On the islands of American Samoa, rugged volcanic terrain is blanketed with dense tropical rainforest and ringed by dramatic coastlines and coral reefs. The U.S. territory in the South Pacific is made up of five volcanic islands and two coral atolls located 3,500 kilometers (2,200 miles) southwest of Hawaii and 2,600 kilometers (1,600 miles) northeast of New Zealand.
This rare cloud-free image of Tutuila, the largest island in the American Samoan chain, was acquired by the Operational Land Imager (OLI) on the Landsat 8 satellite on July 22, 2022. Tutuila Island is the apex of a shield volcano, the majority of which is underwater. The islands of American Samoa were created by hotspot volcanism, similar to the Hawaiian Islands. The Pacific Plate passes over a plume of molten rock rising from the mantle, resulting in a chain of islands and seamounts.
The territory is home to the National Park of American Samoa, the only U.S. national park in the Southern Hemisphere. Owing in large part to its remote location, the park was the least-visited U.S. national park in 2022 with 1,887 total visitors, according to the National Park Service. It is distributed across three islands and includes marine areas containing biodiverse coral reefs. Tropical flora and fauna, Samoan culture, archaeological sites, and volcanic landscapes await visitors who make the journey there.
Tutuila, as well as the Ofu-Olosega and Taʻū islands to the east, are still considered potentially active. The last eruption on Tutuila dates back 1,700 to 1,400 years, while the most recent volcanic activity along the American Samoan chain has primarily occurred underwater. The hotspot is currently believed to be beneath a seamount east of Taʻū Island.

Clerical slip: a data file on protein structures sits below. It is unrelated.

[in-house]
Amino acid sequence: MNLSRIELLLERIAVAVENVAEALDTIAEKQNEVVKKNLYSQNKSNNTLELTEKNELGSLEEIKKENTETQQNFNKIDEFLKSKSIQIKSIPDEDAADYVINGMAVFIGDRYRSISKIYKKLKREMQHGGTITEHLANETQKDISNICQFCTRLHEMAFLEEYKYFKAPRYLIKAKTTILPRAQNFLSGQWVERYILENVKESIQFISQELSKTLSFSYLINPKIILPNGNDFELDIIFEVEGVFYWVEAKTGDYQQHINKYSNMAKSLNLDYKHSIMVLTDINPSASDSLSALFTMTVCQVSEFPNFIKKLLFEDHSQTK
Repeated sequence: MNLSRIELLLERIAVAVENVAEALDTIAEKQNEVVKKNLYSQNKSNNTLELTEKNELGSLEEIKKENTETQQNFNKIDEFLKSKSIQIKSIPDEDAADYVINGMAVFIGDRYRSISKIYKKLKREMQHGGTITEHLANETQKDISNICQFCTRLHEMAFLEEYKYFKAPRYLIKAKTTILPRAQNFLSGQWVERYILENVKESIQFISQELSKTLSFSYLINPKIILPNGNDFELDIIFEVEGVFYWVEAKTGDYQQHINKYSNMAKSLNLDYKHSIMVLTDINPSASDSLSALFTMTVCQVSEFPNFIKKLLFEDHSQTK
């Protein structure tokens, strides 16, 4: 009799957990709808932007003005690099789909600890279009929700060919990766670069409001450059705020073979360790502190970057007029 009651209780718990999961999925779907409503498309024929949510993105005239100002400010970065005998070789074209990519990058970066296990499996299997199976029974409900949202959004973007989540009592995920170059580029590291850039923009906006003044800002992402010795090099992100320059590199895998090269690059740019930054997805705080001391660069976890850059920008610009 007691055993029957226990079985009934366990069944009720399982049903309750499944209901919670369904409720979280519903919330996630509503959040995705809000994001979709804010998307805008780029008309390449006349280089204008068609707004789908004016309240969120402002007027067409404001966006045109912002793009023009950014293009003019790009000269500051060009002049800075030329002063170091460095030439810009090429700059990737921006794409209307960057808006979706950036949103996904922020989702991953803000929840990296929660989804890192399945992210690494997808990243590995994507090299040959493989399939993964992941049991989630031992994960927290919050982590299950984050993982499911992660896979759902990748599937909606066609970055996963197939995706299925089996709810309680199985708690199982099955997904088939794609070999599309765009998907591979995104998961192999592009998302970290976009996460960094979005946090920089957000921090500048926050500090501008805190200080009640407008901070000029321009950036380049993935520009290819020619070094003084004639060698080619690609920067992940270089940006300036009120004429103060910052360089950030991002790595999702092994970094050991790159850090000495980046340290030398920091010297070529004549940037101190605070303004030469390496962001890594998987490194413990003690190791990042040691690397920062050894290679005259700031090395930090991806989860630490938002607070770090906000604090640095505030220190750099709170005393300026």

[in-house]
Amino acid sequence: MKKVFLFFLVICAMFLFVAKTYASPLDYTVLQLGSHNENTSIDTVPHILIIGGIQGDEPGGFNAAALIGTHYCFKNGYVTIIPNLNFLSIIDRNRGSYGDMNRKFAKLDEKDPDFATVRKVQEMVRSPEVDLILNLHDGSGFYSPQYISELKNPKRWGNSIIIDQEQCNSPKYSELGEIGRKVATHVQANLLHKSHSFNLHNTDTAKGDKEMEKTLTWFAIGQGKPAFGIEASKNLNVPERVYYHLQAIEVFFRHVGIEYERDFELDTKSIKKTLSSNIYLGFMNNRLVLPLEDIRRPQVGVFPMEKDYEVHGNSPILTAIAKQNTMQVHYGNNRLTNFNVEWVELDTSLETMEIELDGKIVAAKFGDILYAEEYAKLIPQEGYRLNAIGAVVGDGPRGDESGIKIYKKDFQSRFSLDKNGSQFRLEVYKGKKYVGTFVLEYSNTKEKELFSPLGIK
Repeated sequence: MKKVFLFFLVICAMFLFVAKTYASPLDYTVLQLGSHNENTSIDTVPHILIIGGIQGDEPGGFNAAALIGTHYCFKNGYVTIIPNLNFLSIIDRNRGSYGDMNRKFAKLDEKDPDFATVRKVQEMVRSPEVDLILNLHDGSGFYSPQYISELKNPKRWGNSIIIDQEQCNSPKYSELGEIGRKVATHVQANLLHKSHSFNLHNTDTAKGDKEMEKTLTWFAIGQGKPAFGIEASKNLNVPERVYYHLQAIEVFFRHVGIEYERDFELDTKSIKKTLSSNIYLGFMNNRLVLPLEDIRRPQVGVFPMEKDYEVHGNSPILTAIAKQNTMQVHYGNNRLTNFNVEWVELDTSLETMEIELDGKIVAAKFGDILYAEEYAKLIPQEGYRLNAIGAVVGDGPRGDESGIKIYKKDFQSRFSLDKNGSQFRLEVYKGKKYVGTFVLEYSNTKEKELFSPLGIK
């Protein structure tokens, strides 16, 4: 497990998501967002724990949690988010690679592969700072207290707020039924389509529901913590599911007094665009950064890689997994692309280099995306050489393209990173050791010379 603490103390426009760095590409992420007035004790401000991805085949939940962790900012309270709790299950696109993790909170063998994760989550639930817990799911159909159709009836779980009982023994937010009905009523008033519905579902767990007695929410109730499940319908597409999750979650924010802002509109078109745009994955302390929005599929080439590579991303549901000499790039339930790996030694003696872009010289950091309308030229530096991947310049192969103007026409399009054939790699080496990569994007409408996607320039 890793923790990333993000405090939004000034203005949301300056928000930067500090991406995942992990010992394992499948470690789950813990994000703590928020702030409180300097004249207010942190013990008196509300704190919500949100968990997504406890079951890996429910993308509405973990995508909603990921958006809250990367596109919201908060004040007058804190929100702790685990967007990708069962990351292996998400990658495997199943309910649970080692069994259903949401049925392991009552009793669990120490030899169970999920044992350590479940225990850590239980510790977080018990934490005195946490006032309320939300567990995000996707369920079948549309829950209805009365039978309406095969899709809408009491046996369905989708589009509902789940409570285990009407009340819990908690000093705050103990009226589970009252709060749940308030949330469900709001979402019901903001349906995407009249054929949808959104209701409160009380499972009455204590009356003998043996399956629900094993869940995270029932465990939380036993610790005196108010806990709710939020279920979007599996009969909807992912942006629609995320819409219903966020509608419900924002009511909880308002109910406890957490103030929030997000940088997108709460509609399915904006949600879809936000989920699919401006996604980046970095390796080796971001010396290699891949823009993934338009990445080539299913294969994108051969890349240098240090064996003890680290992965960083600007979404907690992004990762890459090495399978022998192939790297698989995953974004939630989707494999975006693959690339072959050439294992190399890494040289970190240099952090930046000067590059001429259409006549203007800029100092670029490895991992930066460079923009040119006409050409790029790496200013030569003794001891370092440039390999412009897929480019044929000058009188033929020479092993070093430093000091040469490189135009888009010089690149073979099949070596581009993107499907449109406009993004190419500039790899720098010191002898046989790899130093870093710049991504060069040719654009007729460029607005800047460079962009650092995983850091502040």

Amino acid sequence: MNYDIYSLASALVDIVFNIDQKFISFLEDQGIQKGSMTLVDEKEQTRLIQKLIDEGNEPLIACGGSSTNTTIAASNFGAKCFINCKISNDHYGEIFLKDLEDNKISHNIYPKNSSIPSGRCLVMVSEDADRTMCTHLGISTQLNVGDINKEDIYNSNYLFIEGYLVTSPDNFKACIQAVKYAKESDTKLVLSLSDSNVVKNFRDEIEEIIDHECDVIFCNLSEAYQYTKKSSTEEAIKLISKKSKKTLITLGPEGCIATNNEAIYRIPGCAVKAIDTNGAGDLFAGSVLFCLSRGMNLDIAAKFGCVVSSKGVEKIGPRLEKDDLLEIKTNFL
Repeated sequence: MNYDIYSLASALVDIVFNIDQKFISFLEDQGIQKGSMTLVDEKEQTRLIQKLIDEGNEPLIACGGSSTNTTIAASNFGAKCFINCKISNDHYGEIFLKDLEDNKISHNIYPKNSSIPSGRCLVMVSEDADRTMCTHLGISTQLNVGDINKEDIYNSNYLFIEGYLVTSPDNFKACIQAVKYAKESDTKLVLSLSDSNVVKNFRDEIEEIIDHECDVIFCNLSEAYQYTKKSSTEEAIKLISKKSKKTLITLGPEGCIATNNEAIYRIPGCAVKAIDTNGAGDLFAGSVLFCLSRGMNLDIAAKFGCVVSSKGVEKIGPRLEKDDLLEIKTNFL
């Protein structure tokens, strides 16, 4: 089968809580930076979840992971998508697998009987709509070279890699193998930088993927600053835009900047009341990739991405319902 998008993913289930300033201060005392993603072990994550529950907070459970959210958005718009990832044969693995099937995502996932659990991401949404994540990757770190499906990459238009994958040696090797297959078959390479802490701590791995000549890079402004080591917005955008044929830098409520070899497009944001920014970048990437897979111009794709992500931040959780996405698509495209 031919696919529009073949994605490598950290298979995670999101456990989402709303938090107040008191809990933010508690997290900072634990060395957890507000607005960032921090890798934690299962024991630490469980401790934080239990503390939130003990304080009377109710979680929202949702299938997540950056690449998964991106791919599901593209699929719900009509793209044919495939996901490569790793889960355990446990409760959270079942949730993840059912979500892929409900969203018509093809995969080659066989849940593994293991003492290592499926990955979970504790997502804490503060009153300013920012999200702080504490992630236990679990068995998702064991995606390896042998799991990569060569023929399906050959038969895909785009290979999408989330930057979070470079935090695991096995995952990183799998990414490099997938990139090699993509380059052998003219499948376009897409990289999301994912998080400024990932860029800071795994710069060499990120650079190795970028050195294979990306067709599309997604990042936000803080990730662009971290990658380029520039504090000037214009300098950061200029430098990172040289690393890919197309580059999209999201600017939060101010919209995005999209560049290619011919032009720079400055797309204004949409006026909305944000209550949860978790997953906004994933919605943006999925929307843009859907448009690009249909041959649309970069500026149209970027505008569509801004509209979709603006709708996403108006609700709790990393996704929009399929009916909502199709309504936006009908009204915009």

Remnants of past volcanism appear on and around Tutuila. Jutting out from its north shore is Vaiʻava Strait National Natural Landmark. There, wave action has carved away at rocks from the last major volcanic event that formed Tutuila Island, leaving a knife-edge ridge protruding from the ocean (visible in the photograph above). On the tiny island of Aunuʻu, another national natural landmark, relatively young basalt flows are exposed, and the crater rim of a volcanic cone encloses a freshwater marsh. The harbor near Pago Pago sits inside of a collapsed caldera and contains a coral reef community that scientists have surveyed periodically for over 100 years.
As the volcanoes of American Samoa cool off from their fiery past, they are becoming denser and slowly sinking. The land subsides even more due to its proximity to the Tonga Trench, which generates large earthquakes. When combined with relative sea level rise, land subsidence can increase the potential frequency and severity of coastal flooding.
A team of NASA scientists recently published a study on how to better map ground changes on earthquake-prone islands such as Tutuila. They discovered that supplementing tide gauge and altimetry measurements with data from interferometric synthetic aperture radar (InSAR), which can pierce through clouds and vegetation, could result in a more nuanced and comprehensive map.
The study found that Tutuila sank an average of 6 to 9 millimeters per year between late 2015 and mid-2022, compared to 1 to 2 millimeters per year before 2009. That year, an 8.1-magnitude earthquake struck the islands of American Samoa, Samoa, and Tonga. The highest rates of sinking occurred right after the earthquake, especially along the coastlines.
NASA Earth Observatory image by Lauren Dauphin, using Landsat data from the U.S. Geological Survey. Photo courtesy of the National Park Service. Story by Lindsey Doermann.